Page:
I told him that and he laughed. “The rust is there for sure,” he said. “This is an old car.” He rubbed his hands along the steering wheel.
“And the sex?”
We drove and we drove until I didn’t quite recognize where we were anymore. Sometimes he would hit his palm against the radio because it stuttered.
“Where are we going?” I asked.
He pulled up across the street from a very nice-looking house where I imagined nice-looking people lived. It had a trim lawn and dark brown doors and white windowsills.
“Do you live here?”
“My mom does.”
“Have you thought about how to draw me?” he asked, looking at the house.
“Well, get out your sketchbook, and you can think about it as you draw.”
He was still looking at the house. I dug out my sketchbook and a pencil and wondered if I should draw the house, or the people who probably lived in the house.
He leaned in very close, so that I could smell his cafeteria meatloaf breath, and said, “You’re a very beautiful girl.”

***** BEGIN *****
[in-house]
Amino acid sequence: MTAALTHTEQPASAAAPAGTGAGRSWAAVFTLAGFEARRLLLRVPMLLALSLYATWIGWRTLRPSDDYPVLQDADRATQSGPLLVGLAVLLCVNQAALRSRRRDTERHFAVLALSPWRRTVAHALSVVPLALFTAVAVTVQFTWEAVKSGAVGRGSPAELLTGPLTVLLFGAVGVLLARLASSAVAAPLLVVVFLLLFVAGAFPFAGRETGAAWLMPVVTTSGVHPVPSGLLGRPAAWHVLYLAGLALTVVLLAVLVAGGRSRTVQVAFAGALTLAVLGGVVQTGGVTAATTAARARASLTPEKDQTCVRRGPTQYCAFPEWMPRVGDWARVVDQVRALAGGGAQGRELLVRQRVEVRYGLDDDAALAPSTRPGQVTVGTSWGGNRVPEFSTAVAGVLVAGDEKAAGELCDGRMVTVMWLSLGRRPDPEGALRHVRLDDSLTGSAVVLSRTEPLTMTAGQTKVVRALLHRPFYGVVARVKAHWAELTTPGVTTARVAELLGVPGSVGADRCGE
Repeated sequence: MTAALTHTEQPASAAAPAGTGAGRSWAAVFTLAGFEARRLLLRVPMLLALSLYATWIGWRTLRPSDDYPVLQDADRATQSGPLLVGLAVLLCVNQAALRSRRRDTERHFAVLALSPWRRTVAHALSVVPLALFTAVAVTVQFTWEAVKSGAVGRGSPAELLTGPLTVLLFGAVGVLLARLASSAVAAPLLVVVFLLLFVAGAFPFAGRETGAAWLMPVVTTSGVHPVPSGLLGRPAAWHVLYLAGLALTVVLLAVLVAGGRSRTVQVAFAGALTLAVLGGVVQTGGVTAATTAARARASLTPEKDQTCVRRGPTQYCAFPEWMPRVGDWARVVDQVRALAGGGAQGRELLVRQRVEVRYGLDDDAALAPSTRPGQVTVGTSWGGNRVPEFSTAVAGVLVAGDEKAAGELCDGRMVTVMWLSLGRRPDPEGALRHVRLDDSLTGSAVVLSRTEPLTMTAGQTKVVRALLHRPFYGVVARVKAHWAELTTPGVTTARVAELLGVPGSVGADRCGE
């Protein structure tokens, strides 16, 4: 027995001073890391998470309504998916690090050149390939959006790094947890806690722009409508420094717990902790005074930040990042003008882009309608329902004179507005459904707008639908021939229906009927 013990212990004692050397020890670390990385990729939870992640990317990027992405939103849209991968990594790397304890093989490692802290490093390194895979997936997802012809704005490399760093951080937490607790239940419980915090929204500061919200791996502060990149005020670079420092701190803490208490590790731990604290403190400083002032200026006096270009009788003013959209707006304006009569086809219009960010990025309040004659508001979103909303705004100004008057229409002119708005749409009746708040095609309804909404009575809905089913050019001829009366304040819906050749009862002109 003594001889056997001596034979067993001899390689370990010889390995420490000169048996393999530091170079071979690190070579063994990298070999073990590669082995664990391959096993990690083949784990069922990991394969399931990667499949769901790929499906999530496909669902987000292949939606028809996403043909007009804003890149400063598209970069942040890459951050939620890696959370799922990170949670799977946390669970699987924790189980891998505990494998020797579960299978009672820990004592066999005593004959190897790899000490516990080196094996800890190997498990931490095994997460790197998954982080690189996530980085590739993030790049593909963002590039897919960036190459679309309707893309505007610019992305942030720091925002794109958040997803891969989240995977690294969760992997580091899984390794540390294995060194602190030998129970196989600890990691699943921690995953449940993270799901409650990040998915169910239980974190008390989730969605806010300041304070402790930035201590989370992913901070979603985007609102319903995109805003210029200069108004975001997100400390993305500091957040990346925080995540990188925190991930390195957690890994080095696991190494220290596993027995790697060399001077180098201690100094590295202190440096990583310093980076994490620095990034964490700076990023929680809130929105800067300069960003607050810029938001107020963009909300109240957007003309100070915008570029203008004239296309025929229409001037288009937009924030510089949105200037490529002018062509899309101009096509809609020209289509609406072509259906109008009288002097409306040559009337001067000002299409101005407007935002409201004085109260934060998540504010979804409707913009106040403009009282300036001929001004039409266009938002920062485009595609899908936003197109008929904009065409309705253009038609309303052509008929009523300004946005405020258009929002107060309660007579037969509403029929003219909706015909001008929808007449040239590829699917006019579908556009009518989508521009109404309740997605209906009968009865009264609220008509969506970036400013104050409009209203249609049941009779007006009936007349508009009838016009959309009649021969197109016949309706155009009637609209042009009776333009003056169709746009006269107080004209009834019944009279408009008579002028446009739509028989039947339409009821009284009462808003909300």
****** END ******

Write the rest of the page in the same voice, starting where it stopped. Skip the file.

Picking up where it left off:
“Not really,” I said. “My sister Jeanie, she’s beautiful.”
“You’re beautiful,” he said. “You’re the kind of girl who’s most beautiful without clothes, you know?”
“It’s really hot in here,” he said. “You should take off your jacket.”
And then he tugged on my sleeve, and I tried to shake him off, but he was clinging onto my jacket, so I shook off my jacket.
“That’s a good girl,” he said.
“I think I want to go home,” I said, and tried the door, but he had locked it.
“I’ll drive you home,” he said. “But you should pick up your pencil first.”
I had dropped it when he had grabbed my arm, and it was now under his seat. I reached over to pick up the pencil, and he put his hand on my head and pushed me down.
And so I was sprawled on the floor and his fingers were knotted in my hair and he pulled me up so that my head rested between his knees.
“I’ll drive you home,” he said, “but you haven’t drawn me yet.”
With some difficulty, he worked his zipper down and all the while I was stuck so tightly I could hear his knees in my ears.